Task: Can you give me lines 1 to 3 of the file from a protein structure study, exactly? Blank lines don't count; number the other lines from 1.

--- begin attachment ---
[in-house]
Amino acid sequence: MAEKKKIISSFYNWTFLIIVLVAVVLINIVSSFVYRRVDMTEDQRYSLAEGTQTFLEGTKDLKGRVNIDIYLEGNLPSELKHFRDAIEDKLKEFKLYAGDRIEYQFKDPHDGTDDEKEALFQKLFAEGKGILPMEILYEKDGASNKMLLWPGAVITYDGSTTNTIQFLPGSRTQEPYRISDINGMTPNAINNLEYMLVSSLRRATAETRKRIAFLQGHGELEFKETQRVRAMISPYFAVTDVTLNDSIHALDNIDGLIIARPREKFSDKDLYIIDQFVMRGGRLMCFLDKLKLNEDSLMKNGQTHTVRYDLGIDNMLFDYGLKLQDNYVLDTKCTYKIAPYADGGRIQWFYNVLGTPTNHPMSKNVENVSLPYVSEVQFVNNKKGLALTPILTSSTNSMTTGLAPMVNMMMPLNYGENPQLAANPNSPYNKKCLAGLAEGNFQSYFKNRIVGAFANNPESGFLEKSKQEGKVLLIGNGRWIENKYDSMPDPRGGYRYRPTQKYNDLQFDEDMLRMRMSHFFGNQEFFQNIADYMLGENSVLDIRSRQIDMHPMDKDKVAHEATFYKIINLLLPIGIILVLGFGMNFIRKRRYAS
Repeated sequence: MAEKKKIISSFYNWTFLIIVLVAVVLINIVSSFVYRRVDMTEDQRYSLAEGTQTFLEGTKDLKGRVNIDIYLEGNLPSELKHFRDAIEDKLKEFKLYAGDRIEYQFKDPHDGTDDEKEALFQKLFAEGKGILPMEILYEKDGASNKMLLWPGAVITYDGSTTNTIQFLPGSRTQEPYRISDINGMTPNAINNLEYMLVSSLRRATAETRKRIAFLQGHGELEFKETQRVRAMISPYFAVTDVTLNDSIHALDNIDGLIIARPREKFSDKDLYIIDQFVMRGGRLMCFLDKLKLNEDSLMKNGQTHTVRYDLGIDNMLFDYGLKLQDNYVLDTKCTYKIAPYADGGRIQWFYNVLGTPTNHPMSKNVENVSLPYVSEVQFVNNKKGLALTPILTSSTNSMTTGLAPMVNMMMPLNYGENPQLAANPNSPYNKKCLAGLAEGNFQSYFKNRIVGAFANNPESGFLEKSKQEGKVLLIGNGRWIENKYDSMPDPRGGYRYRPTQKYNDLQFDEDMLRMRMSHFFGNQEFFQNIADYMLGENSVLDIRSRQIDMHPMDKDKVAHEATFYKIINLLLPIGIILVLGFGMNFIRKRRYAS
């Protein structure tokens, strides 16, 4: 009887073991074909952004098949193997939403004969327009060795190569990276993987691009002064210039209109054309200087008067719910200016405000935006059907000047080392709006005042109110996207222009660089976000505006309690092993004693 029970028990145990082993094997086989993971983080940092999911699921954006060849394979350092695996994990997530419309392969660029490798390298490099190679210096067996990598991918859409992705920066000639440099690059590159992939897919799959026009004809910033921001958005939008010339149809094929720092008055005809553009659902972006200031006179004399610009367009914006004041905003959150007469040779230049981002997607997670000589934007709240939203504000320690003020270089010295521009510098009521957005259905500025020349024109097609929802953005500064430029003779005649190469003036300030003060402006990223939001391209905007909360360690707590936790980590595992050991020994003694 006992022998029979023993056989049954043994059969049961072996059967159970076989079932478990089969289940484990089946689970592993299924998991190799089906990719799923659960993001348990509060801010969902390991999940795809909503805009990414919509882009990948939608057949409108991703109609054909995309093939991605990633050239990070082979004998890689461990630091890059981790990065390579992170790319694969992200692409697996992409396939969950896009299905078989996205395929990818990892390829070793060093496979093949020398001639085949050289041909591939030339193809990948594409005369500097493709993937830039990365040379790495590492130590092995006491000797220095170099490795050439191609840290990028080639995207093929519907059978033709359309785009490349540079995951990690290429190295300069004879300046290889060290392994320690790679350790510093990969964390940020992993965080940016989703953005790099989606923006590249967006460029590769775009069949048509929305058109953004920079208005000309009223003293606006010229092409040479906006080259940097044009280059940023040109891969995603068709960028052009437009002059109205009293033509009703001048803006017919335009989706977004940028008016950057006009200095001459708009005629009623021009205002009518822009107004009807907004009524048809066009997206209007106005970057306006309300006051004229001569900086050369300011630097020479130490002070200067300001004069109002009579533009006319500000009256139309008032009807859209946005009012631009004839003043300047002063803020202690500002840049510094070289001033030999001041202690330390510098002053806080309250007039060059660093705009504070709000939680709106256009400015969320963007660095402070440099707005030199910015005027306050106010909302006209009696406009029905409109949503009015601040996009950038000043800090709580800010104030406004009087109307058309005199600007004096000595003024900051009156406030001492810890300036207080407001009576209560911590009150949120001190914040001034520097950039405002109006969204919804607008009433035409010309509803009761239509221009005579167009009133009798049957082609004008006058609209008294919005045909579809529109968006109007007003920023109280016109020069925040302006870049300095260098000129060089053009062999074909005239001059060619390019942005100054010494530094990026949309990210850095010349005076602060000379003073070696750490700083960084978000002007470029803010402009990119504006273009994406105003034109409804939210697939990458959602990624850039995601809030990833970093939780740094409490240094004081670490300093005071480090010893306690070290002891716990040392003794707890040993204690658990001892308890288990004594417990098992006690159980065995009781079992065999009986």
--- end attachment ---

[in-house]
Amino acid sequence: MAEKKKIISSFYNWTFLIIVLVAVVLINIVSSFVYRRVDMTEDQRYSLAEGTQTFLEGTKDLKGRVNIDIYLEGNLPSELKHFRDAIEDKLKEFKLYAGDRIEYQFKDPHDGTDDEKEALFQKLFAEGKGILPMEILYEKDGASNKMLLWPGAVITYDGSTTNTIQFLPGSRTQEPYRISDINGMTPNAINNLEYMLVSSLRRATAETRKRIAFLQGHGELEFKETQRVRAMISPYFAVTDVTLNDSIHALDNIDGLIIARPREKFSDKDLYIIDQFVMRGGRLMCFLDKLKLNEDSLMKNGQTHTVRYDLGIDNMLFDYGLKLQDNYVLDTKCTYKIAPYADGGRIQWFYNVLGTPTNHPMSKNVENVSLPYVSEVQFVNNKKGLALTPILTSSTNSMTTGLAPMVNMMMPLNYGENPQLAANPNSPYNKKCLAGLAEGNFQSYFKNRIVGAFANNPESGFLEKSKQEGKVLLIGNGRWIENKYDSMPDPRGGYRYRPTQKYNDLQFDEDMLRMRMSHFFGNQEFFQNIADYMLGENSVLDIRSRQIDMHPMDKDKVAHEATFYKIINLLLPIGIILVLGFGMNFIRKRRYAS
Repeated sequence: MAEKKKIISSFYNWTFLIIVLVAVVLINIVSSFVYRRVDMTEDQRYSLAEGTQTFLEGTKDLKGRVNIDIYLEGNLPSELKHFRDAIEDKLKEFKLYAGDRIEYQFKDPHDGTDDEKEALFQKLFAEGKGILPMEILYEKDGASNKMLLWPGAVITYDGSTTNTIQFLPGSRTQEPYRISDINGMTPNAINNLEYMLVSSLRRATAETRKRIAFLQGHGELEFKETQRVRAMISPYFAVTDVTLNDSIHALDNIDGLIIARPREKFSDKDLYIIDQFVMRGGRLMCFLDKLKLNEDSLMKNGQTHTVRYDLGIDNMLFDYGLKLQDNYVLDTKCTYKIAPYADGGRIQWFYNVLGTPTNHPMSKNVENVSLPYVSEVQFVNNKKGLALTPILTSSTNSMTTGLAPMVNMMMPLNYGENPQLAANPNSPYNKKCLAGLAEGNFQSYFKNRIVGAFANNPESGFLEKSKQEGKVLLIGNGRWIENKYDSMPDPRGGYRYRPTQKYNDLQFDEDMLRMRMSHFFGNQEFFQNIADYMLGENSVLDIRSRQIDMHPMDKDKVAHEATFYKIINLLLPIGIILVLGFGMNFIRKRRYAS